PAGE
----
Lithium-ion batteries are the dominant player of electricity storage at the moment. They are being used to power a large variety of equipment, anything from portable computing devices to electric cars, from home appliances to the International Space Station.
But their status will soon face fierce competition, by fluoride-based batteries. Lithium and fluorine are an interesting pair in the periodic table: lithium has the highest tendency to lose electrons, while fluoride has the highest tendency to attract to electrons.
In a fluoride-based battery, a metal fluoride compound may have multiple fluorine ions. In comparison, lithium cobalt oxide, the compound found in a lot of lithium-ion batteries only carries one lithium ion. Therefore, at a similar weight, a fluoride battery can store more energy.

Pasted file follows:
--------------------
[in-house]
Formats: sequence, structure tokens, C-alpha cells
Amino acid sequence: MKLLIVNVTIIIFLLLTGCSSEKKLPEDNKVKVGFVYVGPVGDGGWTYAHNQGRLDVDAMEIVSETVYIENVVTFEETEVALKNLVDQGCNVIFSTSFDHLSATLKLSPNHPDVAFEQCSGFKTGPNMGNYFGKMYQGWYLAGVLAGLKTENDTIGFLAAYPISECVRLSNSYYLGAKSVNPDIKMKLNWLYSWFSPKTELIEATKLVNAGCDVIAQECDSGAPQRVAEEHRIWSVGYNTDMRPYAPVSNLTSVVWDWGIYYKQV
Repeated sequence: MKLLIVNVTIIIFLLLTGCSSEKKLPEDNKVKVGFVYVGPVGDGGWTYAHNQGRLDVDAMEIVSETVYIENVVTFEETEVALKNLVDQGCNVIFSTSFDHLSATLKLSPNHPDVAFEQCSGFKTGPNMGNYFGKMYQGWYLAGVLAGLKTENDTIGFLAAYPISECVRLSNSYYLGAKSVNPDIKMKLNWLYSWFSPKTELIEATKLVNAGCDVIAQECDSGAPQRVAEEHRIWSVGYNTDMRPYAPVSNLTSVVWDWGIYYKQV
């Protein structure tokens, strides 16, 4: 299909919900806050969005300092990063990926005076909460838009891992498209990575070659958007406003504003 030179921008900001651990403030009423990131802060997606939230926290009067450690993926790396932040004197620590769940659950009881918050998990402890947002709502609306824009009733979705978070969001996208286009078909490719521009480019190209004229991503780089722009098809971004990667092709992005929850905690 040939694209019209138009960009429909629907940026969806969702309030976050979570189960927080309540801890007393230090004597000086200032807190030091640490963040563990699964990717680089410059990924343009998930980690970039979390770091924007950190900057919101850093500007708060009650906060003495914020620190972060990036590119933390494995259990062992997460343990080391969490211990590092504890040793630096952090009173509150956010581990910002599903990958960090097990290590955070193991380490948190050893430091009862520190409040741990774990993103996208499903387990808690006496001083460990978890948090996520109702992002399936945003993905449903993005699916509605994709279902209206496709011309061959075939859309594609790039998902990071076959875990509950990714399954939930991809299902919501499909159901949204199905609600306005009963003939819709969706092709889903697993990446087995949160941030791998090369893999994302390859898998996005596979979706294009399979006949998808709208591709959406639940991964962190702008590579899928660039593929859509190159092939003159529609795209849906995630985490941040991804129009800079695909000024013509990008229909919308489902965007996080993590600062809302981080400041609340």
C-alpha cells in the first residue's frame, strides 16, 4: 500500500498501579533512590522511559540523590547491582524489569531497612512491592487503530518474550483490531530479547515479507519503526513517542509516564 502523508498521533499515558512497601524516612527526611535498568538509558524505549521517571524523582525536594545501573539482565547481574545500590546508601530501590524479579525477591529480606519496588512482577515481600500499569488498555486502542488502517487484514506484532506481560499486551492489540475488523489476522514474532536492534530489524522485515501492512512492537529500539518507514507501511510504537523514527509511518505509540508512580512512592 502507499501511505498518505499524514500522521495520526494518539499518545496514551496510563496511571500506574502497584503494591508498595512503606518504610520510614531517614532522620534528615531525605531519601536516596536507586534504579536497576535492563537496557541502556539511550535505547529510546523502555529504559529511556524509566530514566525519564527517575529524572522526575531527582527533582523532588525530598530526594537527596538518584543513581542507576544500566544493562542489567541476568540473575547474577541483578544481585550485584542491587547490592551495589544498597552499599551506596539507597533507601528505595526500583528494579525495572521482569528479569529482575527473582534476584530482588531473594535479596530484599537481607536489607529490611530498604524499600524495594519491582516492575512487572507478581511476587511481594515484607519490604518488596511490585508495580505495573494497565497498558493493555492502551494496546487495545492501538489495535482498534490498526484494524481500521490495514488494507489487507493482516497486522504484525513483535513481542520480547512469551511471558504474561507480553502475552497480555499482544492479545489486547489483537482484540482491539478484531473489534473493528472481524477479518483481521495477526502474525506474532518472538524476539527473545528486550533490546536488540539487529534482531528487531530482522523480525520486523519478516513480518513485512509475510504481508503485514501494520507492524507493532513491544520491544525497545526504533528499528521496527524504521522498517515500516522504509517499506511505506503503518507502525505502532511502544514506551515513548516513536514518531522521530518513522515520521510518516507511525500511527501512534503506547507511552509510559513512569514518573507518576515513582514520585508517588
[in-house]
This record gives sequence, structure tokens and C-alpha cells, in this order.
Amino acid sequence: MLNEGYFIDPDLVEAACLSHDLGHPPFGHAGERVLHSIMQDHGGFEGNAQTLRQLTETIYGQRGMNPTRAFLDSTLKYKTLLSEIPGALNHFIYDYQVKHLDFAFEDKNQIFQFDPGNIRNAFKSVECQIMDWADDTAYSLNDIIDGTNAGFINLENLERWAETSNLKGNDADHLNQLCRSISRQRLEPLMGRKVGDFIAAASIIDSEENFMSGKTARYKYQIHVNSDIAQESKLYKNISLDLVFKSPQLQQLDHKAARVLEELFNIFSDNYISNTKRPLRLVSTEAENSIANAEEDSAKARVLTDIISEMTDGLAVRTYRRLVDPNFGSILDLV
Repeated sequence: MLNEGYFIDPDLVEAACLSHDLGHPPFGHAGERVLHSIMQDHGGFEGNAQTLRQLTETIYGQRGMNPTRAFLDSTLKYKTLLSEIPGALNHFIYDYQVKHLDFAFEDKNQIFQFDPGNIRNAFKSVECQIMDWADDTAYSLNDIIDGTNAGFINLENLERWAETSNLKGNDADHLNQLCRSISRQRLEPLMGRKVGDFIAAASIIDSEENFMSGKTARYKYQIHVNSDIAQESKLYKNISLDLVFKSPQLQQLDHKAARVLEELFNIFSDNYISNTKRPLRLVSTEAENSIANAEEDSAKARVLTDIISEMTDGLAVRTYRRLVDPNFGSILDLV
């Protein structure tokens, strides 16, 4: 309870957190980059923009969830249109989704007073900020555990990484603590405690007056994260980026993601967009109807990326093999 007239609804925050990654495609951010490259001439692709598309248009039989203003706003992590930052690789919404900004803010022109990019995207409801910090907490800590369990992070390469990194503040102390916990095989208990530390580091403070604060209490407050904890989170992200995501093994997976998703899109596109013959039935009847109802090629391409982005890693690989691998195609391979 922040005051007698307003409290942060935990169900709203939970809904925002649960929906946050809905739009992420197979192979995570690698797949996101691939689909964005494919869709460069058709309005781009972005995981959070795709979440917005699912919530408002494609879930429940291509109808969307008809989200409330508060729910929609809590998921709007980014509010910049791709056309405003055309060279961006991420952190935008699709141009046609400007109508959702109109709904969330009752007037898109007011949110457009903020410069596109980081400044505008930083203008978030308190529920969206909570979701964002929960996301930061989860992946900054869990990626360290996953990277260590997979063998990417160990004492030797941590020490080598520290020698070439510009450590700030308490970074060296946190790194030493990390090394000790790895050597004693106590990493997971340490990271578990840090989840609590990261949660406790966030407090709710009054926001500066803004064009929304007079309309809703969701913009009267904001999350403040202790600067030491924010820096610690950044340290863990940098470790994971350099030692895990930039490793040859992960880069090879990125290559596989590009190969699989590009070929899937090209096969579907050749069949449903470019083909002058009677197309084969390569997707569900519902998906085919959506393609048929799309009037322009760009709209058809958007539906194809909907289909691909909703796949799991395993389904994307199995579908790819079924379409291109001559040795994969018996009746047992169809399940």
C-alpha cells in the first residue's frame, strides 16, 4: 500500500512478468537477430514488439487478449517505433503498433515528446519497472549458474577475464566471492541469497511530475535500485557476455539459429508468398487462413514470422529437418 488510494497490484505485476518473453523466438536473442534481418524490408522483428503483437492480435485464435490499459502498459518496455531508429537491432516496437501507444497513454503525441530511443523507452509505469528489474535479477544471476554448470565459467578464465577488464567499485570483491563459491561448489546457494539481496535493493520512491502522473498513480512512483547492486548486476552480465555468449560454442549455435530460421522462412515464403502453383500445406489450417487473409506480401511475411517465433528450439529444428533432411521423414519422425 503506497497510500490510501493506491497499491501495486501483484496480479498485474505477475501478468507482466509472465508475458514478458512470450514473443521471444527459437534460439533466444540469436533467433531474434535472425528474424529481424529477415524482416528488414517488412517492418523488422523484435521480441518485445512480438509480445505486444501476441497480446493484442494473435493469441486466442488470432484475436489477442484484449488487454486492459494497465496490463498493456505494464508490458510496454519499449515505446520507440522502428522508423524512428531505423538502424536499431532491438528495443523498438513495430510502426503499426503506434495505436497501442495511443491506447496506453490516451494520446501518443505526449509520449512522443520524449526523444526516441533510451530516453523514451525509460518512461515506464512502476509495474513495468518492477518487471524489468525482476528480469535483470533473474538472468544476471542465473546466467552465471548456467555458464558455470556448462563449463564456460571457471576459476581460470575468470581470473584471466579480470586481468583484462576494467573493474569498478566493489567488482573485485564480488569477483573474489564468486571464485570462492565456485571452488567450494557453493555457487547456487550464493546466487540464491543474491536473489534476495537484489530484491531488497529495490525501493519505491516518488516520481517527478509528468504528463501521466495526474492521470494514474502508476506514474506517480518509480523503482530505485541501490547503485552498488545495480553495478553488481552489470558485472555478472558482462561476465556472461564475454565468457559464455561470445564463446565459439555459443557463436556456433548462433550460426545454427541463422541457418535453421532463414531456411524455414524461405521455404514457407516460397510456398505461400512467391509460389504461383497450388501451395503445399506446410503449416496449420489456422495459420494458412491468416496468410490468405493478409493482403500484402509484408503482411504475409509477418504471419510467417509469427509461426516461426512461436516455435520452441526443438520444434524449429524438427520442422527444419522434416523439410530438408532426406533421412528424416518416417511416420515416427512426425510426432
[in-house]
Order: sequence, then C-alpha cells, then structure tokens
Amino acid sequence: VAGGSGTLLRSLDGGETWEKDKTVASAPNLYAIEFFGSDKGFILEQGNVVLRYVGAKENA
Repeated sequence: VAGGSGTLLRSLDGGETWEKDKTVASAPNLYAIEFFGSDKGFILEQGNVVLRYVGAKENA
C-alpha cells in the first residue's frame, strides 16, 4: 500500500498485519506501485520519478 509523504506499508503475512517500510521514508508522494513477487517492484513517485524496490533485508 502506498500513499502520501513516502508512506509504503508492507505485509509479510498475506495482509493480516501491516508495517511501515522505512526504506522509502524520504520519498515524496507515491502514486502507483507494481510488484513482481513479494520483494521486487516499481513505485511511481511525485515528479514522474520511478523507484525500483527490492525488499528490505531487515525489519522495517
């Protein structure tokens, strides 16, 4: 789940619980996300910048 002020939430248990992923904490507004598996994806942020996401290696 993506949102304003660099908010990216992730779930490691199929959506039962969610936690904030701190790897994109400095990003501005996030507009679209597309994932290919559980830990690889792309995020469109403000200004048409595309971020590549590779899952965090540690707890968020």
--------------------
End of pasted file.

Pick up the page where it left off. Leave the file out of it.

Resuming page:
However, there was a big hurdle that stops fluorine to overtake its periodic-table rival. At room temperature, fluorides are far more difficult to dissolve in a liquid electrolyte than lithium ions.
Recently a (dream) team of researchers announced that they have found a suitable liquid electrolyte to dissolve fluoride at ambient temperature, clearing a major obstacle toward building commercial fluoride batteries.
The group, made up of scientists at Caltech, NASA's Jet Propulsion Laboratory, the Honda Research Institute and Lawrence Berkeley National Laboratory, had their eyes on a few synthetic electrolytes. Among them, a molecule called BTFE showed the most potential in both simulation and real-life testing, thanks to its positively charged regions that can hold on fluoride tightly.
Their work was published in the journal Science.
In their follow-up research, the multi-institute team will work on the materials to build durable cathode and anode for the fluoride-based batteries.
Source: Seeker via Youtube